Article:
When Words Mean the Opposite: The Story of My Awakening
When Words Mean the Opposite: The Story of My Awakening
By David Trillo
If a psychic or a Tarot reader had told me in 1985 that, within the next seven years, I would become a gay rights activist, I would have laughed in his face – if he had caught me in a good mood.
I was more than just anti-gay. I was vehemently anti-abortion. The only reason why I didn’t join Operation Rescue or a similar group was youthful ignorance – I didn’t know where to contact them.
I was still an evangelical Christian when I joined as one of Citizens Project’s earliest supporters in 1992. The idea of gay marriage was still hard for me to take, but as I listened to Christian radio and conservative talk beginning around 1990, I began noticing a pattern that disturbed me much more deeply than guys marrying guys.
I began noticing a very systematic, repetitive attack on the concept of church/state separation, and an orchestrated re-introduction of the antiquated idea of “legislating morality.” Not only did that run counter to my core beliefs in Christian free will, but I knew that if I had doctrinal differences with the “Christian authorities” – and I did — it took no rocket science to see that these aspiring theocrats would impose their moral doctrines by legislation, with no regard for my Christian theological disagreement.
I became, on that fateful 1992 day, the most unlikely gay rights activist. As distasteful as I found my admittedly distorted visions of the “gay lifestyle” to be at that time, I knew, deep down, that to protect my rights as a dissenter, I must likewise protect theirs.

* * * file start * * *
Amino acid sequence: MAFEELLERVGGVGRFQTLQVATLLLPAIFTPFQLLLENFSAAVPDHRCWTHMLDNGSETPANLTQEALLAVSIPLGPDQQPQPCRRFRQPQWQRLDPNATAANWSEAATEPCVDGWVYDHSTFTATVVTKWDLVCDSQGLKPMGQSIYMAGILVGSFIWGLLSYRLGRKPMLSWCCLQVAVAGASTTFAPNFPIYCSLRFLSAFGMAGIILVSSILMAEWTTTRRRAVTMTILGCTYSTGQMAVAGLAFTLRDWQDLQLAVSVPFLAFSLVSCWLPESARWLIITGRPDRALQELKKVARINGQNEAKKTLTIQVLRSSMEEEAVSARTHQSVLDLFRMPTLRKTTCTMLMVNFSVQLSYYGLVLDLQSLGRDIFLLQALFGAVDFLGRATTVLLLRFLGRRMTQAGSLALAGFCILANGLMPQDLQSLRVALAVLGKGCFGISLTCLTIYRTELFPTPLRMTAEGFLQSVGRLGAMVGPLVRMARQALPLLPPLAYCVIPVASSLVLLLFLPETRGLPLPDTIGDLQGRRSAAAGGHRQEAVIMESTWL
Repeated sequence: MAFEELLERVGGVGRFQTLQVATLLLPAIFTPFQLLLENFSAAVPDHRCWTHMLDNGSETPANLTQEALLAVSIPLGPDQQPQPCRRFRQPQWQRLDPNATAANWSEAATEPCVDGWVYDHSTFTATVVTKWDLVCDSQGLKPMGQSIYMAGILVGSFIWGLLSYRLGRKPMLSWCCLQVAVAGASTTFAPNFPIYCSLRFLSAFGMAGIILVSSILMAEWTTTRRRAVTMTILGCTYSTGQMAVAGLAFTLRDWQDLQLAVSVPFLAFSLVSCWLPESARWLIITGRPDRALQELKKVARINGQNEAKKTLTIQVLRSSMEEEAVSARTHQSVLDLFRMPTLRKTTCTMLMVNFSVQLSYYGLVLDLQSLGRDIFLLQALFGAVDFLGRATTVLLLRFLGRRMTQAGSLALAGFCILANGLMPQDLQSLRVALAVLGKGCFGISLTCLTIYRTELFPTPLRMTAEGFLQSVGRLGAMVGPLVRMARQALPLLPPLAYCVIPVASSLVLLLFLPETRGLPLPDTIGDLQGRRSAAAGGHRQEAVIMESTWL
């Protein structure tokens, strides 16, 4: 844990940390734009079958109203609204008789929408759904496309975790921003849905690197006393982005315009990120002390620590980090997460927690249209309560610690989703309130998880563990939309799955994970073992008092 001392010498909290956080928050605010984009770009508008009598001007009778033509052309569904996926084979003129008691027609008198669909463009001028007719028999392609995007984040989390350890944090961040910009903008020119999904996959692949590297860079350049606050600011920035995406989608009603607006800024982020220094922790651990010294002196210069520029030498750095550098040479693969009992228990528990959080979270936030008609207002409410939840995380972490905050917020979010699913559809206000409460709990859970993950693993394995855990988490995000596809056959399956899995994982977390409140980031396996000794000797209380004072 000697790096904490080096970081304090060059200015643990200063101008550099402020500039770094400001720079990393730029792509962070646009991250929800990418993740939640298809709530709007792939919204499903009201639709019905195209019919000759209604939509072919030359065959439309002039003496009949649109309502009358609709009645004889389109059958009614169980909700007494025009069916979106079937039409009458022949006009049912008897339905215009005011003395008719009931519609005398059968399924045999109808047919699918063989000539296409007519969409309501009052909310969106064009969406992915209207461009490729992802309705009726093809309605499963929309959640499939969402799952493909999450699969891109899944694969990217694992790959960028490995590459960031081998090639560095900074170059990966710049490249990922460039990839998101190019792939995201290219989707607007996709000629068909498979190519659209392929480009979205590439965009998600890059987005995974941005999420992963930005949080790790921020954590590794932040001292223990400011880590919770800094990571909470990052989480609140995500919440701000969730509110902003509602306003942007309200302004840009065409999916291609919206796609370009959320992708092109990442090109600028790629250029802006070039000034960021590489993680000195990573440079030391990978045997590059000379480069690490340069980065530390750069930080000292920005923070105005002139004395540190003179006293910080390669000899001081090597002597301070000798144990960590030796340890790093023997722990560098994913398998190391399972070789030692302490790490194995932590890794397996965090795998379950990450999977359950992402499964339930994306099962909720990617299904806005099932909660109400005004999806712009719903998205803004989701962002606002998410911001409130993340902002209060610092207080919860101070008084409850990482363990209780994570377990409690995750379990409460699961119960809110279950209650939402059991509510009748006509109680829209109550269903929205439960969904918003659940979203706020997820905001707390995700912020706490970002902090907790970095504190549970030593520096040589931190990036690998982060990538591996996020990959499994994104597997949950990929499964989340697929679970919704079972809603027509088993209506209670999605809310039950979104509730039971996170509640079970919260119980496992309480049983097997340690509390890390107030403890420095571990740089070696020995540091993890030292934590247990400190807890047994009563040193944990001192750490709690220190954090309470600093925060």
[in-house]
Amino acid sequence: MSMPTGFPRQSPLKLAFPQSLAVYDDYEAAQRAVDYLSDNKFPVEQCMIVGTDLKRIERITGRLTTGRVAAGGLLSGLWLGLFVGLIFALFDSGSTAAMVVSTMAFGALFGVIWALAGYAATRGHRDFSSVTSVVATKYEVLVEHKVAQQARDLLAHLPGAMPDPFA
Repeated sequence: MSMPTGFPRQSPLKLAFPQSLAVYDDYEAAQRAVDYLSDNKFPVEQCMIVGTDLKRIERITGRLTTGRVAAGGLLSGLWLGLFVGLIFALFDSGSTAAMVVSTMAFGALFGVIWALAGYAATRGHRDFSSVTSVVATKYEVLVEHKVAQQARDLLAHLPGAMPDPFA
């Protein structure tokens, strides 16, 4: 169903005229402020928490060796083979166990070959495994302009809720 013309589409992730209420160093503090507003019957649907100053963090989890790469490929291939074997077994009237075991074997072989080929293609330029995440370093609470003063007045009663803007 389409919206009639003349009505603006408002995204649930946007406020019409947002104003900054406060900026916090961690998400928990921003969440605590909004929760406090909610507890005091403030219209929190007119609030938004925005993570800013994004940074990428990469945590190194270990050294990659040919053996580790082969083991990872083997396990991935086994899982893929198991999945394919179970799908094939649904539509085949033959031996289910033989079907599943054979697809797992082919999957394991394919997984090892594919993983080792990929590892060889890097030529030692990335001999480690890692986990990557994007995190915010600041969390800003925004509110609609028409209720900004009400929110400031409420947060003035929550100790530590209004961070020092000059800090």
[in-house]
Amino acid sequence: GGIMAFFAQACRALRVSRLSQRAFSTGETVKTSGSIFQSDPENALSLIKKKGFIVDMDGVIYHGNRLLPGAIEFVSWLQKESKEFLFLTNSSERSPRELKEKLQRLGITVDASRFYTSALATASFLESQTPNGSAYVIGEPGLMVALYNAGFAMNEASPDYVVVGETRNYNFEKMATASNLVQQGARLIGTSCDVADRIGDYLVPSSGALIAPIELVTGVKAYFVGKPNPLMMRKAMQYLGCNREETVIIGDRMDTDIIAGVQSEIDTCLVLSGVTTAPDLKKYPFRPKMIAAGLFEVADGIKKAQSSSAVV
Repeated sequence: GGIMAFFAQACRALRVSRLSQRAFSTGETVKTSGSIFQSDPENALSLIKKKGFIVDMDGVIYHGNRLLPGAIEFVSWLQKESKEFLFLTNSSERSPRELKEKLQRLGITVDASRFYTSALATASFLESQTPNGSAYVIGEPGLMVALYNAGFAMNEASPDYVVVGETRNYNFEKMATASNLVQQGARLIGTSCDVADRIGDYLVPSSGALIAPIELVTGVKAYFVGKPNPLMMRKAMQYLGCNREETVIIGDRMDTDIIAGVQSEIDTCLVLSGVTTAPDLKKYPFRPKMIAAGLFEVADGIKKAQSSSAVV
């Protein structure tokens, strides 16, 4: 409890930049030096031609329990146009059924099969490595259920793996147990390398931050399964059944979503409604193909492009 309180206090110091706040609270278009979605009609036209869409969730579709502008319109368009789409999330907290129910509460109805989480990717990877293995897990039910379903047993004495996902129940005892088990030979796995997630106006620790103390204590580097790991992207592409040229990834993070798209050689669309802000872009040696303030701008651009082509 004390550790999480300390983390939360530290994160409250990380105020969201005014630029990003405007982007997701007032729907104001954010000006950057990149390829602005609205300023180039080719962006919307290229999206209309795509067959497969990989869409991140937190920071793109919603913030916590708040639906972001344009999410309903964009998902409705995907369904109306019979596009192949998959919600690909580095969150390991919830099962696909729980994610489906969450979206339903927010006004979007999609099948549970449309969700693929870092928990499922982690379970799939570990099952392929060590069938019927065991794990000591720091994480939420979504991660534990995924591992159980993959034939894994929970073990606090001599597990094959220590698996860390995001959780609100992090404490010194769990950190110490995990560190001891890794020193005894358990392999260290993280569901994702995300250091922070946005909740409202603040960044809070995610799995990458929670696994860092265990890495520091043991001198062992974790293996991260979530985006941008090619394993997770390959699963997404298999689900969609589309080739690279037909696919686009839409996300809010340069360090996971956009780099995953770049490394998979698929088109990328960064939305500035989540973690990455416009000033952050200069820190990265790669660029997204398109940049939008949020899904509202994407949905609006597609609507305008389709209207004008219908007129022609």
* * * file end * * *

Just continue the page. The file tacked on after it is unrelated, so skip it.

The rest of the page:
It didn’t take long to see that, in the world of far right politics, words aren’t always what they seem.
To average people, “freedom” means that you can live your life much as you choose, as long as you aren’t hurting others. The Constitution, we’d think, sets up a government with internal restraints, and protects important individual rights and freedoms so that no government can take them away.
But in the strange world of Hard Right vernacular, these familiar, appealing words can take on virtually opposite meanings. “Freedom” isn’t what most people would think it is; it means instead either an unlimited “freedom to make laws”1 as former judge Robert Bork puts it, or freedom is a “biblical concept” that “comes with limits set from the very beginning by our Creator,”2 as explained by Dr. Albert Mohler, president of Southern Baptist Theological Seminary.
Religious freedom is also turned on its head. To the Hard Right, it merely means the freedom to worship as you choose – “we won’t force you to go to church” — but you would be required to live your life by laws “rooted in Biblical law,” as the dubiously named Constitution Party says it3. To be “free” to worship in your own religion, while being forced to live according to a different, government-imposed religion11, is a hollow freedom.
And “Constitutional rights?” Not as most people understand them. To former Republican leader Tom DeLay, the Supreme Court should never have been given any power to overturn unconstitutional laws4. To Robert Bork, very few rights would be off limits to being trampled by “representative assemblies1.” And to Religious Right attorney Thomas Jipping, “direct forms of democracy”5 such as ballot initiatives would probably be immune to Constitutional challenges, since he objects to the courts’ alleged “power to thwart the will of the people”5.
To theocratic “Constitutionalists,” the Constitution is considered subordinate to “God’s law”11, despite its own statement to the contrary. “Despotic government” is not tyranny in itself – it refers to any government that enacts laws contrary to “God’s law.” An expansion of personal liberty could be deemed “tyrannical” if “God” disapproves. According to advocates such as noted creationist Henry Morris, this higher law that trumps the Constitution is “nothing more nor less than applied Biblical law.”12
Will voting for today’s Religious Right candidate “keep government out of our private lives,” as conservative and Republican advocates claim? Don’t bet on it.